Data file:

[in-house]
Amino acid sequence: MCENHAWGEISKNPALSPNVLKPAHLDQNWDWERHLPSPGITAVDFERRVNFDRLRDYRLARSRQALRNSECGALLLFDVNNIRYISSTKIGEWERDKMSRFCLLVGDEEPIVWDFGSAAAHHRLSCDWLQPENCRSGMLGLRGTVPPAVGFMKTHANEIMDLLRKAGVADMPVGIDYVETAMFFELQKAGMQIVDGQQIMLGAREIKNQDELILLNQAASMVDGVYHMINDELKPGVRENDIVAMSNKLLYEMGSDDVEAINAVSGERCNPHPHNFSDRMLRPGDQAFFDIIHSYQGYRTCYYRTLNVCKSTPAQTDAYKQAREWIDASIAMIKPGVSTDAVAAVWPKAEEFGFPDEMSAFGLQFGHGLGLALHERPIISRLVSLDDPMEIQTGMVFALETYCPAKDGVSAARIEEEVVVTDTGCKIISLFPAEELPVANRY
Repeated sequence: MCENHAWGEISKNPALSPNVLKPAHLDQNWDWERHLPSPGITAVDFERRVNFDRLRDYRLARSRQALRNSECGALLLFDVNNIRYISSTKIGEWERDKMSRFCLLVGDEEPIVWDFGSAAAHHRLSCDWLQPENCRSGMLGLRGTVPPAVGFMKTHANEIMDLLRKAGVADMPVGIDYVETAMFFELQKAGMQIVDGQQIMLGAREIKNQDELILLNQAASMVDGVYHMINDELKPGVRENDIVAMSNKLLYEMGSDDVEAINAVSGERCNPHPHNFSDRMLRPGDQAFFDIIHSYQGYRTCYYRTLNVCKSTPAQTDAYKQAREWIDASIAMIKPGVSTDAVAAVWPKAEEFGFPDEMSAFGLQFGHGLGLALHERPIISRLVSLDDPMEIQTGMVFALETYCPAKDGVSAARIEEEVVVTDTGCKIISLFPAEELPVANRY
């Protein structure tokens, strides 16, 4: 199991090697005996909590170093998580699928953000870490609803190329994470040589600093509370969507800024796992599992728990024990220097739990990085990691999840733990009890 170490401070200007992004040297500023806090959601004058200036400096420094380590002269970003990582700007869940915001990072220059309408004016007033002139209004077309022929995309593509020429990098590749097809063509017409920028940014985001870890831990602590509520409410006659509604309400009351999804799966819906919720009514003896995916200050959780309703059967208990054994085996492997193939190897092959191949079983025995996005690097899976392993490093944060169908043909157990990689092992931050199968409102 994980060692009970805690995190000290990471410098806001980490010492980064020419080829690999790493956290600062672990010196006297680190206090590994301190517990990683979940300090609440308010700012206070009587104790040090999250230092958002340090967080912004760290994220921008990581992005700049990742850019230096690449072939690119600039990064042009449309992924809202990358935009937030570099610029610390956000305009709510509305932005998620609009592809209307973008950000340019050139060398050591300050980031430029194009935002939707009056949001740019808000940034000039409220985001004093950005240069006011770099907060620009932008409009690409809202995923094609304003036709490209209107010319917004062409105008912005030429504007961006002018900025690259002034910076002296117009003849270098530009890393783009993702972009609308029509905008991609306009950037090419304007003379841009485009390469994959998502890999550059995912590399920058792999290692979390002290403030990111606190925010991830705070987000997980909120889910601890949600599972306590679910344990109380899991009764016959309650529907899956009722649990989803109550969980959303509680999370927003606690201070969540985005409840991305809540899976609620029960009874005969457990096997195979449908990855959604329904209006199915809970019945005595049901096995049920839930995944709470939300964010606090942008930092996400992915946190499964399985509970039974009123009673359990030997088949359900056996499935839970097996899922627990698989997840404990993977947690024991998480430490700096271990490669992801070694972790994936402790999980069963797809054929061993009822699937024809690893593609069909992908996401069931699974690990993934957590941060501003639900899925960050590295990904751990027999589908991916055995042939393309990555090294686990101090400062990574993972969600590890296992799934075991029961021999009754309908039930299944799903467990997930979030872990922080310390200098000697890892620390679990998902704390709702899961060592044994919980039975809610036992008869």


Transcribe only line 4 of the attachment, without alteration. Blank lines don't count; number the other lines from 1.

């Protein structure tokens, strides 16, 4: 199991090697005996909590170093998580699928953000870490609803190329994470040589600093509370969507800024796992599992728990024990220097739990990085990691999840733990009890 170490401070200007992004040297500023806090959601004058200036400096420094380590002269970003990582700007869940915001990072220059309408004016007033002139209004077309022929995309593509020429990098590749097809063509017409920028940014985001870890831990602590509520409410006659509604309400009351999804799966819906919720009514003896995916200050959780309703059967208990054994085996492997193939190897092959191949079983025995996005690097899976392993490093944060169908043909157990990689092992931050199968409102 994980060692009970805690995190000290990471410098806001980490010492980064020419080829690999790493956290600062672990010196006297680190206090590994301190517990990683979940300090609440308010700012206070009587104790040090999250230092958002340090967080912004760290994220921008990581992005700049990742850019230096690449072939690119600039990064042009449309992924809202990358935009937030570099610029610390956000305009709510509305932005998620609009592809209307973008950000340019050139060398050591300050980031430029194009935002939707009056949001740019808000940034000039409220985001004093950005240069006011770099907060620009932008409009690409809202995923094609304003036709490209209107010319917004062409105008912005030429504007961006002018900025690259002034910076002296117009003849270098530009890393783009993702972009609308029509905008991609306009950037090419304007003379841009485009390469994959998502890999550059995912590399920058792999290692979390002290403030990111606190925010991830705070987000997980909120889910601890949600599972306590679910344990109380899991009764016959309650529907899956009722649990989803109550969980959303509680999370927003606690201070969540985005409840991305809540899976609620029960009874005969457990096997195979449908990855959604329904209006199915809970019945005595049901096995049920839930995944709470939300964010606090942008930092996400992915946190499964399985509970039974009123009673359990030997088949359900056996499935839970097996899922627990698989997840404990993977947690024991998480430490700096271990490669992801070694972790994936402790999980069963797809054929061993009822699937024809690893593609069909992908996401069931699974690990993934957590941060501003639900899925960050590295990904751990027999589908991916055995042939393309990555090294686990101090400062990574993972969600590890296992799934075991029961021999009754309908039930299944799903467990997930979030872990922080310390200098000697890892620390679990998902704390709702899961060592044994919980039975809610036992008869």